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How can I deduct WTP from summed price ACBC conjoint analysis?

I have used a summed price ACBC conjoint test to estimate utilities. Now I would like deduct the WTP from these utilities.

When using linear price, I kown that you can convert utilities to WTP by dividing the utilities by the linear price utility (one unique utility from price).

However, now with the summed price I get at least two utilities for price so I am not able to divide all utilities by one single coefficient (price utility) to get a monetary value.

Can somebody assist me on this issue?

asked Aug 30, 2017 by anonymous

1 Answer

0 votes
If you run a linear model, you get one price coefficient that represents the change in utility per change in currency unit. With ACBC, we report the endpoints since these are easier to use for most simulations, importance calculations, etc.

If you need the slope of that line, simply divide the change in utility by the change in price to get the utility per currency unit.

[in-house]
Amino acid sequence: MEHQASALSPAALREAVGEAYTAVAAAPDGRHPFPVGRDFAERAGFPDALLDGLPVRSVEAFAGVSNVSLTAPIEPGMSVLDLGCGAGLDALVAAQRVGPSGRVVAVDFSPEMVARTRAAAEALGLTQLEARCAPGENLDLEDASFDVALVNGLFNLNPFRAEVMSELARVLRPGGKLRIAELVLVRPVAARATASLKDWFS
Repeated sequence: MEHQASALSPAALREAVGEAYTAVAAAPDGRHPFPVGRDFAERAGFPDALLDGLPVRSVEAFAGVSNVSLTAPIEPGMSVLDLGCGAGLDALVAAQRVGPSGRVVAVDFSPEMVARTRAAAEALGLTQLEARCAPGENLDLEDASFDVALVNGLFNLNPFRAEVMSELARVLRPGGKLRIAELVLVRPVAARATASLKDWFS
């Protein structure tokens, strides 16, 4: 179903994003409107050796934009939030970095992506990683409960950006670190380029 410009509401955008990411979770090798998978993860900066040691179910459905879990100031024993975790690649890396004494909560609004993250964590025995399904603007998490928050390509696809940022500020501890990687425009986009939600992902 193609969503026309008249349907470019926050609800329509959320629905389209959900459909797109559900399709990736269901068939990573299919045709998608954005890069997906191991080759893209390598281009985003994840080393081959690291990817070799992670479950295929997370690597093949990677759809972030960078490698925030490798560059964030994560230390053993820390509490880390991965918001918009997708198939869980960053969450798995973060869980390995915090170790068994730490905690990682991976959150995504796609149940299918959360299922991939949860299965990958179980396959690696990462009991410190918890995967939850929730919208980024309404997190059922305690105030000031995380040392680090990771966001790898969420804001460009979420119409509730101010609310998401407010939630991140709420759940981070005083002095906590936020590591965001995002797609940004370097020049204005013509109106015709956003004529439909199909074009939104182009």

For instance, if ACBC returned $10=2.39 and $30=-2.39, then we can compute the utility change per dollar as (2.39-(-2.39))/(10-30) = 4.78/-20 = -0.239u/$. In other words, each $1 increase in price reduces the utility by 0.239 utility points.
answered Aug 30, 2017 by Aaron Hill Gold Sawtooth Software, Inc. (10,995 points)
If you want the $ value of each utility point, just flip the equation and divide the change in price by the change in utility. You'll end up with the $ change per utility point.

For instance, if ACBC returned $10=2.39 and $30=-2.39, then we can compute the dollar change per utility point as (10-30)/(2.39-(-2.39)) = -20/4.78 = $4.18/utility. In other words, each utility point is worth $4.18.

For more information on interpreting WTP, see https://www.sawtoothsoftware.com/support/technical-papers/general-conjoint-analysis/assessing-the-monetary-value-of-attribute-levels-with-conjoint-analysis-warnings-and-suggestions-2001.
Yes, it is. See my post from just a moment ago where I reference that paper.